Until two years ago, the Seiferts had K-State football season tickets that had his wife, and sometimes himself, driving all the way from Colorado to attend games.

“She’d come back for all the home games,” he said. “We’d do the whole thing-tailgating and everything.”

But Seifert doesn’t always stay on the sidelines-he plays softball in the Marion County men’s league and basketball on Sunday nights.

“I do a lot of stuff,” he said. “I try to keep active.”

Seifert has also been active on behalf of the city during his four years in town.

At the beginning of his first term as mayor, he oversaw completion of new sewer ponds, which he now takes care of as a certified wastewater operator.

“That was the first major big deal that I got in on,” Seifert said of the sewer pond project, begun during his term as council member.

“I’m kind of the one that sat there at city council meetings and said, ‘Guys, we’ve got to do this. There’s no other way about it,'” he added. “Something had to happen.”

Seifert also said something needs to happen with the town’s water system.

“That’s my one big goal,” he said. “I’d like to get water for the town-decent drinking water.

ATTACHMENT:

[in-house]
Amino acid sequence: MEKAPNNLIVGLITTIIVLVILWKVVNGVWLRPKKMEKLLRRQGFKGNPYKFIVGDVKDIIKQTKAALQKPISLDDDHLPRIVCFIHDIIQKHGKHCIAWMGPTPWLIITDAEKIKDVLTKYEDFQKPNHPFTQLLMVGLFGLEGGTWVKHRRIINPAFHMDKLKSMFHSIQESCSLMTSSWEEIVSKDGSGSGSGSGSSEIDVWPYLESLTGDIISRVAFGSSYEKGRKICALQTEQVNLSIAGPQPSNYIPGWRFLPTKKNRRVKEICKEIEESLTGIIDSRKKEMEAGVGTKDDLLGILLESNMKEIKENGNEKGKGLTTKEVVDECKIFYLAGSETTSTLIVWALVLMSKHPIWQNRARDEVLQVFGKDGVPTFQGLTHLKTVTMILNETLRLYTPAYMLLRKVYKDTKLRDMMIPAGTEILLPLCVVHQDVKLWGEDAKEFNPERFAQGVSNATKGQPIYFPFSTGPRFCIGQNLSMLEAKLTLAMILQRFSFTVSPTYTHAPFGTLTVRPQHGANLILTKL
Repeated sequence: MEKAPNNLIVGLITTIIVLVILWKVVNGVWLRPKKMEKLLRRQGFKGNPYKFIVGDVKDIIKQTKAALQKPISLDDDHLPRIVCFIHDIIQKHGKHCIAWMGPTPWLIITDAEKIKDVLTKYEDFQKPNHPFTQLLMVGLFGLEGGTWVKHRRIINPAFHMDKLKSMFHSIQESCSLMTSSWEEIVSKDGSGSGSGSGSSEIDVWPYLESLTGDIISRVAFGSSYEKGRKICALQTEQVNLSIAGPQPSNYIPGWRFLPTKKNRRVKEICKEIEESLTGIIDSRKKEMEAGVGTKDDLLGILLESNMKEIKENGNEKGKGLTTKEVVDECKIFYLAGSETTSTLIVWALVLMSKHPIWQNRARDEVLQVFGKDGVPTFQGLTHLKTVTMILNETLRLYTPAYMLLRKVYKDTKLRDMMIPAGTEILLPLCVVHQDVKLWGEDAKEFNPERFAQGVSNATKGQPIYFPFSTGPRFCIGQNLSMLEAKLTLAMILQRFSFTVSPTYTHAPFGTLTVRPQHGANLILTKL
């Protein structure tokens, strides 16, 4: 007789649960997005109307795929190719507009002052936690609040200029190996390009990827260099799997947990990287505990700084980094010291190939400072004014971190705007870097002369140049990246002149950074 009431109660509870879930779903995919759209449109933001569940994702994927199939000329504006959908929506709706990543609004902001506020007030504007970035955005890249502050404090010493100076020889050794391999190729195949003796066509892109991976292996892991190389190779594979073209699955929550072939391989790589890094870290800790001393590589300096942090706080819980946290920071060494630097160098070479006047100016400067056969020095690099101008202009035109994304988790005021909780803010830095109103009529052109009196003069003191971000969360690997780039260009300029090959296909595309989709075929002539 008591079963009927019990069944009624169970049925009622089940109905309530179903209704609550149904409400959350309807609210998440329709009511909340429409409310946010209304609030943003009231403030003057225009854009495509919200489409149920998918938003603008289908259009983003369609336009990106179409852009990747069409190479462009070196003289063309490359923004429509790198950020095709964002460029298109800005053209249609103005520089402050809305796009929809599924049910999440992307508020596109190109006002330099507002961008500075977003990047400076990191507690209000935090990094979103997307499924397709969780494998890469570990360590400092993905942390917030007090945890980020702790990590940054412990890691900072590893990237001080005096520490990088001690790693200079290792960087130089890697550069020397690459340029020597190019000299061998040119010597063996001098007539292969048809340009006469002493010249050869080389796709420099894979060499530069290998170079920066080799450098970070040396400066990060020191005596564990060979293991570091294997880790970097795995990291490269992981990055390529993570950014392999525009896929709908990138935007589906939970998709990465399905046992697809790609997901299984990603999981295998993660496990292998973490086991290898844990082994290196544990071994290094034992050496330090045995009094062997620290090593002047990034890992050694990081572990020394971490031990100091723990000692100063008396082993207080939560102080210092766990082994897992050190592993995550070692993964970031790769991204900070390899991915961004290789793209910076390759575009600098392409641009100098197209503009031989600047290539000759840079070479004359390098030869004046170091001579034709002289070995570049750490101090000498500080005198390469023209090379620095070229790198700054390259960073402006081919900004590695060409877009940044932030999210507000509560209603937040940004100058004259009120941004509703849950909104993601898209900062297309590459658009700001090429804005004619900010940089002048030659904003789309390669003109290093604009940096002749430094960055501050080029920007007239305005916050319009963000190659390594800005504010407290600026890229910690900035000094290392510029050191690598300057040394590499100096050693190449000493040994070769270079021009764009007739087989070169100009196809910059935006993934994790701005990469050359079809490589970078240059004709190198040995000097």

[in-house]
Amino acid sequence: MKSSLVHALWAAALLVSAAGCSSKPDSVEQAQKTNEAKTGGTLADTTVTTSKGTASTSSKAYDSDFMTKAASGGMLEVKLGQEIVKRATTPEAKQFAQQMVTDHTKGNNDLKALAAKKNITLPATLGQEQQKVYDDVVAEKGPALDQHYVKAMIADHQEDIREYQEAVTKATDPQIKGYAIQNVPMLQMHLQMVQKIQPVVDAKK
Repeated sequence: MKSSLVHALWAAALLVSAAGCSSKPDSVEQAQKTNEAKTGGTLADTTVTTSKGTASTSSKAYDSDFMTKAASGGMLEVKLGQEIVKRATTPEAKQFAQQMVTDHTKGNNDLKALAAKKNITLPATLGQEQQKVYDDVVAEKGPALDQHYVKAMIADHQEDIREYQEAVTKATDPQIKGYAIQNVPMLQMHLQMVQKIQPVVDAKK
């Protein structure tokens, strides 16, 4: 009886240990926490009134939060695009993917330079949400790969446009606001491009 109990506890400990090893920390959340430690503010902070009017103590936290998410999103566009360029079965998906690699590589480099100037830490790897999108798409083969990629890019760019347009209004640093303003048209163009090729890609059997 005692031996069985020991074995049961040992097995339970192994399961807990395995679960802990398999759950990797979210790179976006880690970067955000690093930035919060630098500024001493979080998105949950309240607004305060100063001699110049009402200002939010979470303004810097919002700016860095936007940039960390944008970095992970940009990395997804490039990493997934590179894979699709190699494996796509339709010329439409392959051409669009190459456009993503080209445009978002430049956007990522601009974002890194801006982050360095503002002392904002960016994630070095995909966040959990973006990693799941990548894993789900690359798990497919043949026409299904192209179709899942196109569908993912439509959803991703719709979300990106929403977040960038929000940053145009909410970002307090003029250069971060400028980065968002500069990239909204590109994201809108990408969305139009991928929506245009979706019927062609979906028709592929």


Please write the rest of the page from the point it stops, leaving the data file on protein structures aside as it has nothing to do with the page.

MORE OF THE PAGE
“Down the road, that’s one thing I’d like to do.”

Even sooner than that, Seifert said he has a demolition project in the works that may lead to the teardown of some unsightly-and unsafe-buildings that residents still won’t want to see go.

“It’s just an attempt to try to clean it up a bit, make the town more attractive,” he said.

The project stems from Seifert’s desire to see more businesses come to the area.

“I am very big on economic development,” he said.

“Maybe, if those dilapidated old building weren’t there, it might give somebody a vision, like ‘Hey, I could build something there.'”

Seifert has often made recommendations or decisions that go against the flow, he said, such as the recent construction of a new fire station in town.

“That was rewarding,” he said of the decision. “It wasn’t a popular choice, by no means.”

But being occasionally unpopular won’t keep Seifert from continuing to do what he thinks is right.

“That’s one thing I’ve really learned about this job,” he said. “I’m not going to satisfy everybody.

“I just try to do my job, and try to make what I think are the best decisions for the town.”